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What Kind of Peanut Butter is Safe for Dogs?


For the most part, peanut butter can be awesome for dogs and most dogs LOVE it! Peanut butter is great as an occasional "high value" treat, it’s useful for hiding pills, and it can even be used to distract your dog while giving them a bath or trimming their nails.

While most peanut butter brands are safe for dogs, not all types of peanut butter are safe and not all amounts of peanut butter are safe, either.

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Topics: Emergencies, Dog Health, Xylitol Dogs, Xylitol, Pancreatitis, Diabetes, Toxicity in dogs, Poison control, Blog, Dog Treats, Seizures, Safe pet treats, Peanut butter, Hypoglycemia, Hepatitis

Sago Palms – Extremely Dangerous For Cats and Dogs!


Sago Palms are EXTREMELY dangerous for cats and dogs!

If you aren’t already aware, I highly recommend you take a moment to learn about Sago Palms and the (very serious) danger they pose to your pets. And I would definitely encourage you to also share this article with your pet-loving friends and family — as they are likely unaware, too.

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Topics: poisonous plants for dogs, poisonous plants for cats, toxicity, pet poison control, Dog, Vomiting, Blog, Seizures, Diarrhea, Cat

Xylitol: The "sugar-free" sweetener your dog NEEDS you to know about


Xylitol: More Dangerous Than Chocolate, Yet Less Well Known About

Do you know what xylitol is? Are you (fully) aware of the danger it poses to dogs? You wouldn’t be alone if you answered “no” to either, or even both of these questions. In our ongoing Pet Safety Awareness survey over 50% of the respondents weren’t aware of xylitol or the danger it poses to dogs until they took the survey! By comparison, you’d be hard pressed to find a dog owner who isn’t aware that chocolate can be toxic to dogs. Right?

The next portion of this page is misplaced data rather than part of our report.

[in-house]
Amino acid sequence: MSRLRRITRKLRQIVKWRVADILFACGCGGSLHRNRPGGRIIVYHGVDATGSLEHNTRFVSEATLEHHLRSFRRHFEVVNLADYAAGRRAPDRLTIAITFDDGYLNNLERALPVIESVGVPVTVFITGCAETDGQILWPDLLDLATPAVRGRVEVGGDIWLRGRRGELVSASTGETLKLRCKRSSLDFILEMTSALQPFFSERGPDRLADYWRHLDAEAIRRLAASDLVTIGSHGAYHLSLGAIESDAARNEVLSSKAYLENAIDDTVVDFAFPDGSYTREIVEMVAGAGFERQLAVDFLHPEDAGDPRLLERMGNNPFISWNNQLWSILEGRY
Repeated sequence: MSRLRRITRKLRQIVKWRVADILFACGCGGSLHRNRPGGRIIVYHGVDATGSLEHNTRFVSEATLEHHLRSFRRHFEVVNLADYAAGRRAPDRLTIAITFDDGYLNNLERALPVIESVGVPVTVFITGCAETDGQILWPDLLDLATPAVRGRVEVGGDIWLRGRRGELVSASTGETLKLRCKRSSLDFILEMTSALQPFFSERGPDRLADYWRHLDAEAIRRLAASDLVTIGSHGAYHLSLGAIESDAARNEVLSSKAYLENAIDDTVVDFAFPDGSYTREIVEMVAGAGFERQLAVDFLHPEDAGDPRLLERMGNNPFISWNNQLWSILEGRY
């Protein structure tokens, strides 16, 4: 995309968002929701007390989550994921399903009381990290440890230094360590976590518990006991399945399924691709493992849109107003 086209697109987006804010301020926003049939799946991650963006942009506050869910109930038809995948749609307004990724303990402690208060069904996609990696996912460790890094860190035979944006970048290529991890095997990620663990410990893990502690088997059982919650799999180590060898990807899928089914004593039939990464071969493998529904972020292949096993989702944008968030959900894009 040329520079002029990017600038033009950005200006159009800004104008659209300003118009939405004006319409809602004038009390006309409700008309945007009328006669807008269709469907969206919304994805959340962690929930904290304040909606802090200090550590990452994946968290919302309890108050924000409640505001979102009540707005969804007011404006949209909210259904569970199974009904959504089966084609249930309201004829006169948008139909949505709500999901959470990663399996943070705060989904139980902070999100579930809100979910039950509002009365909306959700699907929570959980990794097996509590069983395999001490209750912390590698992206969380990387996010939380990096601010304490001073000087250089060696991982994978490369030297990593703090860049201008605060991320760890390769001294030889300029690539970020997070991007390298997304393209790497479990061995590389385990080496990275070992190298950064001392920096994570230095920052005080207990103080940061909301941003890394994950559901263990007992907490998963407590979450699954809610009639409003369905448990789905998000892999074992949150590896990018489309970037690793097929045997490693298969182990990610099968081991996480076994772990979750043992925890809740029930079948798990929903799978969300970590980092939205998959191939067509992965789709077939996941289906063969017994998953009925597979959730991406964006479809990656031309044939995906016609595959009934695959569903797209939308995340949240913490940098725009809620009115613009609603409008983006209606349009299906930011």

Yet xylitol can be far-more-dangerous to dogs than chocolate! The picture below shows the minimum amount of dark chocolate that could cause death in three different weights of dog — compared to the minimum number of pieces of xylitol-containing sugar free gum that could have the same devastating effect.

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Topics: Dog Safety, toxicity, Dog Emergency, Xylitol Dogs, Xylitol Gum, Xylitol, Xylitol Products, Is Xylitol Safe, Blog, Seizures, Liver Failure, Hypoglycemia

Blue-Green Algae in Water - Not Safe for Dogs or People


Avoid Water That Looks Like This

For many dogs, summer often means swimming in lakes, rivers, or ponds. Along with the standard water safety steps (close observation, doggie PFDs, etc) and post-swimming ear cleaning to avoid ear irritation and infections, there’s something else you need to be aware of when you take your dogs swimming (or hiking/camping near water)… blue-green algae.

These dangerous algal blooms are most common during periods of high heat.

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Topics: Dog Safety, Dog, Swimming, Ataxia, Seizures, Diarrhea, Skin irritation, Dogs Outdoors

Homemade Playdough - salty and dangerous for pets


When looking for something fun and easy to do with kids at home many people turn to homemade playdough.

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Topics: Dog Safety, Cat Safety, pet safety tips, pet safety, toxicity in cats, Dog Emergency, Dog, Cat Emergency, Toxicity in dogs, Poison control, Digestive obstruction, Seizures, Digestive irritation, Neurological problems, Coma, Salt toxicity, Heart Problems, Homemade playdough

Which Ice Melters Are Pet Safe?